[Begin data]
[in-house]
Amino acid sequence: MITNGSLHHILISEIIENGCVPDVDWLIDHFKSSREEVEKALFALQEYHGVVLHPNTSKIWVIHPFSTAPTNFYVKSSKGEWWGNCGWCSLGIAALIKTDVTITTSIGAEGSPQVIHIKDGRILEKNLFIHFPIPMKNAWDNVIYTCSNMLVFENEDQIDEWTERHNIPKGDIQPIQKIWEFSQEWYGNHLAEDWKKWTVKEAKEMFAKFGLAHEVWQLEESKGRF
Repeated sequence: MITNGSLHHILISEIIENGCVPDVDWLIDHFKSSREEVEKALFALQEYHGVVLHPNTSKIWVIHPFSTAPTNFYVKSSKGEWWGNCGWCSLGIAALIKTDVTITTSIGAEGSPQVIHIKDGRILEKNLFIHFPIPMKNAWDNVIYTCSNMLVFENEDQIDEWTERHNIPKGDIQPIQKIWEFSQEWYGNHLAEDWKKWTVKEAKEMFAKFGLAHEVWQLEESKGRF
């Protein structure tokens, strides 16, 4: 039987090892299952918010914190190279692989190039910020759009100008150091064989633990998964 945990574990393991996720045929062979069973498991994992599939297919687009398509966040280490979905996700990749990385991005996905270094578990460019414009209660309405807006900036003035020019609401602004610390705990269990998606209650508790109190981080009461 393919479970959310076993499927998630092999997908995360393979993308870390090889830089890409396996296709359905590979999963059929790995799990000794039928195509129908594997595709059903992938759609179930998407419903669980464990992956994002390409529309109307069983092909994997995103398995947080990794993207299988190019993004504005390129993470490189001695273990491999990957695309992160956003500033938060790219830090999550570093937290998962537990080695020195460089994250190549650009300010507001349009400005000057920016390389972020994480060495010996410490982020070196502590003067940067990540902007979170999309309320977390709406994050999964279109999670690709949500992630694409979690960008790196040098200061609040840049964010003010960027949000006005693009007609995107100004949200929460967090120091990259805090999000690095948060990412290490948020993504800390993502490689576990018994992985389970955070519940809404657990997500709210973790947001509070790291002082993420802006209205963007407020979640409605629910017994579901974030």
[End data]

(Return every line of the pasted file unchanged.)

[in-house]
Amino acid sequence: MITNGSLHHILISEIIENGCVPDVDWLIDHFKSSREEVEKALFALQEYHGVVLHPNTSKIWVIHPFSTAPTNFYVKSSKGEWWGNCGWCSLGIAALIKTDVTITTSIGAEGSPQVIHIKDGRILEKNLFIHFPIPMKNAWDNVIYTCSNMLVFENEDQIDEWTERHNIPKGDIQPIQKIWEFSQEWYGNHLAEDWKKWTVKEAKEMFAKFGLAHEVWQLEESKGRF
Repeated sequence: MITNGSLHHILISEIIENGCVPDVDWLIDHFKSSREEVEKALFALQEYHGVVLHPNTSKIWVIHPFSTAPTNFYVKSSKGEWWGNCGWCSLGIAALIKTDVTITTSIGAEGSPQVIHIKDGRILEKNLFIHFPIPMKNAWDNVIYTCSNMLVFENEDQIDEWTERHNIPKGDIQPIQKIWEFSQEWYGNHLAEDWKKWTVKEAKEMFAKFGLAHEVWQLEESKGRF
């Protein structure tokens, strides 16, 4: 039987090892299952918010914190190279692989190039910020759009100008150091064989633990998964 945990574990393991996720045929062979069973498991994992599939297919687009398509966040280490979905996700990749990385991005996905270094578990460019414009209660309405807006900036003035020019609401602004610390705990269990998606209650508790109190981080009461 393919479970959310076993499927998630092999997908995360393979993308870390090889830089890409396996296709359905590979999963059929790995799990000794039928195509129908594997595709059903992938759609179930998407419903669980464990992956994002390409529309109307069983092909994997995103398995947080990794993207299988190019993004504005390129993470490189001695273990491999990957695309992160956003500033938060790219830090999550570093937290998962537990080695020195460089994250190549650009300010507001349009400005000057920016390389972020994480060495010996410490982020070196502590003067940067990540902007979170999309309320977390709406994050999964279109999670690709949500992630694409979690960008790196040098200061609040840049964010003010960027949000006005693009007609995107100004949200929460967090120091990259805090999000690095948060990412290490948020993504800390993502490689576990018994992985389970955070519940809404657990997500709210973790947001509070790291002082993420802006209205963007407020979640409605629910017994579901974030």